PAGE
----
Eurema andersonii, a restless yellow butterfly

Eurema andersonii andersonii (One-spot Grass Yellow) –
Eurema andersonii andersonii (One-spot Grass Yellow)Humph…such a restless flier! This lovely yellow butterfly rarely stops to enable me to capture its image. Very often, the moment I glimpsed it flying around the Pithecellobium dulce ‘Variegated’ (Variegated Madras Thorn) in our garden, I’ll zoom in with camera but end up disappointed many a time.

Nevertheless, I was very patient recently as I waited around the potted plant, squatted with camera readied and finally succeeded to shoot 4 reasonably good pictures. Absolutely thrilled even though I hadn’t managed to get any with wings spread out. Hopefully one day soon! ;)
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Stroll in our tropical garden: April 2008

Picture speaks a thousand words…..!! :D

So, here’s sharing two images of our front yard that delights us endlessly. Hope you’re as delighted as you feast your eyes on our tropical garden plant extravaganza! Are there similar favorite plants of yours seen growing here? ;)
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Zebra Dove (Geopelia striata) with attractive zebra-like bands

Geopelia striata (Zebra Dove) –

A flock of Zebra Dove (Geopelia striata)Locally known in Malaysia as ‘Burung Merbok’, these Zebra Doves are marvelous to look at as they go about pecking at the edge of the tarred road outside our front yard. Visiting daily and sort of routine-like, they seem oblivious of the surroundings and vehicles plying the route. Sometimes, the Zebra Dove forages alone, and at other times seen in company of two to five.
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Adiantum latifolium – free tropical ferns for life!

[Recently discovered on March 9, 2015 that this fern is Adiantum latifolium Lam. and not Adiantum trapeziforme. Sorry for the wrong ID. I’ve edited accordingly]

Adiantum latifolium¬†(Broadleaf maidenhair) –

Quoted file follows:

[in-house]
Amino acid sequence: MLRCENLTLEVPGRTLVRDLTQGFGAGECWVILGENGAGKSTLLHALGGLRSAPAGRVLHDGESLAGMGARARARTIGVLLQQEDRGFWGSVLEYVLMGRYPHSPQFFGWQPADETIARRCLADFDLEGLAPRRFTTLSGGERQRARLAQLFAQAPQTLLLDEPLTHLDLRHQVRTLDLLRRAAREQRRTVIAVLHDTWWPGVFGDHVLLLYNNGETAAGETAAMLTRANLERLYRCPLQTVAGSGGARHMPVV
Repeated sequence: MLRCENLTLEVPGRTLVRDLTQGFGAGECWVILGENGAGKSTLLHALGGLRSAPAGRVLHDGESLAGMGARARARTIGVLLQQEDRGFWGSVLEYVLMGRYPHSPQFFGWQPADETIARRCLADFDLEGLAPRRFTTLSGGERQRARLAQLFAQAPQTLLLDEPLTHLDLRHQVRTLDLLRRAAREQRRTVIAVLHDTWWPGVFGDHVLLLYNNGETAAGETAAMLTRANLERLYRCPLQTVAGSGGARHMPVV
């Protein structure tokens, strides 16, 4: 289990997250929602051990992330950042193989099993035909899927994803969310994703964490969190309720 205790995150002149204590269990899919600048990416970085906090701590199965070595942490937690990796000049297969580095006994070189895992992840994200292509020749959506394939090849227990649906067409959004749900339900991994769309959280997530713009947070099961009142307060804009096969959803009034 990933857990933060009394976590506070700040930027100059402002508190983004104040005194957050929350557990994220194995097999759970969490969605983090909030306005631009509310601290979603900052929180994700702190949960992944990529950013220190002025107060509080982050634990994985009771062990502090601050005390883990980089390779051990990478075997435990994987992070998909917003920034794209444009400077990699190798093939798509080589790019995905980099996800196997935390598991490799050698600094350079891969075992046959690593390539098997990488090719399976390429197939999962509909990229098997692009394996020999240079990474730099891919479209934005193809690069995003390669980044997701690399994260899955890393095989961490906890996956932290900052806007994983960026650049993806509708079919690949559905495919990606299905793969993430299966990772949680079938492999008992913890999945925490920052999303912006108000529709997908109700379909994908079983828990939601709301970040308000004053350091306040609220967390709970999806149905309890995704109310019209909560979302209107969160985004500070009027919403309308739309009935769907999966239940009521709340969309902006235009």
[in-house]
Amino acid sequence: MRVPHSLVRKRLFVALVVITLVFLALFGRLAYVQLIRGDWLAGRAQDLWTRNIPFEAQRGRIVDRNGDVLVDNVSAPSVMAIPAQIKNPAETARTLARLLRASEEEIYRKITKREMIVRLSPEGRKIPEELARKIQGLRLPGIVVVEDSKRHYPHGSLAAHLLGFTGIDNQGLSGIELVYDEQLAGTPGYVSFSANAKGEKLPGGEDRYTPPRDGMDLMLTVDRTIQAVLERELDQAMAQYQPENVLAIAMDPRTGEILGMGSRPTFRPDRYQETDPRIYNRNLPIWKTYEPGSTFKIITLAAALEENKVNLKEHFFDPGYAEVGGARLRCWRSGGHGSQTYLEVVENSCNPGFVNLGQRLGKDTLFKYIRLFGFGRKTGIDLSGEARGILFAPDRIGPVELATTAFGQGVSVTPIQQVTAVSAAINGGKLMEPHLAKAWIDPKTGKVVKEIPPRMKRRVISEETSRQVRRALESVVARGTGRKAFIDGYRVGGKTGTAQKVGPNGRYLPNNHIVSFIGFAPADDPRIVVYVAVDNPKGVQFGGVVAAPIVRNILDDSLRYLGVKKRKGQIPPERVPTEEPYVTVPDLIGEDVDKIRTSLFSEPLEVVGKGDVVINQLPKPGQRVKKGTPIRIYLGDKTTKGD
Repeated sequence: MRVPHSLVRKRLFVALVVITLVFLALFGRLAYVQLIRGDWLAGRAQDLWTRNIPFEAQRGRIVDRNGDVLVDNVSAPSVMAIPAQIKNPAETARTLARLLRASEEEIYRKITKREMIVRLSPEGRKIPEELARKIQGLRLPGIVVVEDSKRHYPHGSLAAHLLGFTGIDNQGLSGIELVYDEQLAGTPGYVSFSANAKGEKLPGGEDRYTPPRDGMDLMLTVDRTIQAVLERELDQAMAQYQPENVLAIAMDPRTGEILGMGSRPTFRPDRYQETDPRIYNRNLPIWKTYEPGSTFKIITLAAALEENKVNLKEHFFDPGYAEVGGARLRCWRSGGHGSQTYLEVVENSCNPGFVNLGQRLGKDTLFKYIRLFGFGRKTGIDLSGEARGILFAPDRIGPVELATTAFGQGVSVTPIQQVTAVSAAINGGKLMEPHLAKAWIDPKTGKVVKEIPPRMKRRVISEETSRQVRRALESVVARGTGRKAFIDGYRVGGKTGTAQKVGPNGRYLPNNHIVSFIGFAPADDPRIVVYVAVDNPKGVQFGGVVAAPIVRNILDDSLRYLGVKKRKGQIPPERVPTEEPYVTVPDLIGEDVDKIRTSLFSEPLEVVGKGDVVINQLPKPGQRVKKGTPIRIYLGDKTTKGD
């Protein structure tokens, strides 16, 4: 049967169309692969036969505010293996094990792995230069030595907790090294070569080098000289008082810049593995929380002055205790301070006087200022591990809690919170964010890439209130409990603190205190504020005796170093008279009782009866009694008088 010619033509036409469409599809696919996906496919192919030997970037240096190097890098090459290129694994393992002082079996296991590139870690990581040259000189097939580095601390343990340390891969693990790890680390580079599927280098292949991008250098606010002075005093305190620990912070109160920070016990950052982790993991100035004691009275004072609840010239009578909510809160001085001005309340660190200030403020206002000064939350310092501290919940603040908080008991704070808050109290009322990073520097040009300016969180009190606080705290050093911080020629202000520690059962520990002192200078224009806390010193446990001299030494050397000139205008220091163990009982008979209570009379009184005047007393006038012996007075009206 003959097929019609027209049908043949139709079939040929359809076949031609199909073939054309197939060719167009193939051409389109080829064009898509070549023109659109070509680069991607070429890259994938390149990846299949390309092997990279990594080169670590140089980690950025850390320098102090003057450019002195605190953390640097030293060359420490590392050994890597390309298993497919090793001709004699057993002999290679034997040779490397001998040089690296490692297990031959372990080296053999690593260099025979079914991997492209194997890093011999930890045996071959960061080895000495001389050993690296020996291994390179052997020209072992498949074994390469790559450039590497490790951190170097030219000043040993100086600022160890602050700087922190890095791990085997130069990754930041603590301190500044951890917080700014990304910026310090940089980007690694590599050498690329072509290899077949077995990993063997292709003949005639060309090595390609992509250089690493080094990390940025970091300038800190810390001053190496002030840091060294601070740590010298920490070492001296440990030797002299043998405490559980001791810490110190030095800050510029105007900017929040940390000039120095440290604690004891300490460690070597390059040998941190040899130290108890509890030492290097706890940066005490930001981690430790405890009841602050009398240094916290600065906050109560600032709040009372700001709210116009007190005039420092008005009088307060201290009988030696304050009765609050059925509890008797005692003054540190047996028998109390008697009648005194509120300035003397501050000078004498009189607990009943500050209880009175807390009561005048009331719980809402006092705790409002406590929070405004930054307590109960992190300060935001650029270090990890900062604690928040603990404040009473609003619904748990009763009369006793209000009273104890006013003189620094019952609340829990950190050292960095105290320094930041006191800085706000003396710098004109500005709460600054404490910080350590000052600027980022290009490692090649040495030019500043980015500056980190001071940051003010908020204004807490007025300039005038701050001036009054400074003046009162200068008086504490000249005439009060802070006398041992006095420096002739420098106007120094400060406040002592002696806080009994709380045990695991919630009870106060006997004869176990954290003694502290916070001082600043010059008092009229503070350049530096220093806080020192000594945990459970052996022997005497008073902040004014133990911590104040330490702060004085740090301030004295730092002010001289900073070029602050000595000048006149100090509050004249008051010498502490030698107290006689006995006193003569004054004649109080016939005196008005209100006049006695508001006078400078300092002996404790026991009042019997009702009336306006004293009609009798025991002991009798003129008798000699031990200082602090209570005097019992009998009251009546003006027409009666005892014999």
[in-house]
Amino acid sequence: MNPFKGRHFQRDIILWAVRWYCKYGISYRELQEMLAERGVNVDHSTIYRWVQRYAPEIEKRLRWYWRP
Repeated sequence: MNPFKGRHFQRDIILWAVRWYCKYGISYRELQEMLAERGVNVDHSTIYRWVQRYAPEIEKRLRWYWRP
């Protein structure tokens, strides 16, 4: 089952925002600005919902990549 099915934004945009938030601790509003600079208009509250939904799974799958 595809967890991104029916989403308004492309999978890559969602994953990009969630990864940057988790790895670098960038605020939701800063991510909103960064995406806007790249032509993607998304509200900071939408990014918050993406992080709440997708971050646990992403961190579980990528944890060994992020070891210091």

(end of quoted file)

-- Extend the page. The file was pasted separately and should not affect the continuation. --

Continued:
Close-up of potted Adiantum latifolium (Broadleaf Maidenhair), growing in our courtyardHow wonderful! These tropical green beauties are found self-sown in every nook and corner, sort of. Like the Torenia fournieri and other ferns, they’re seen growing on mossy bricks, sharing ground or pot spaces, on crevices of walls and pavement, along the sides of drain and even sprouting from the drainage holes of standing or hanging pots.

Such abundance that sometimes we’re forced to uproot and throw them away when there’s one too many! Too bad that we just can’t afford to allow them to overrun our SMALL paradise, even though they’re free for life! ;)
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Beautiful damselfly: the Red-tipped Shadefly (Agriocnemis rubescens)

Agriocnemis rubescens rubeola (Red-tipped Shadefly) –

Agriocnemis rubescens (Red-tipped Shadefly) in our garden “Come quickly, darling…there’s a damselfly on the orchid stalk”, beckoned John, my dearest hubby on a gloomy afternoon recently. Heart beating with excitement, I ran out with my camera! But the tiny insect was perched too high to capture an image. Without hesitation, John gently brought down the hanging pot which was above my head.
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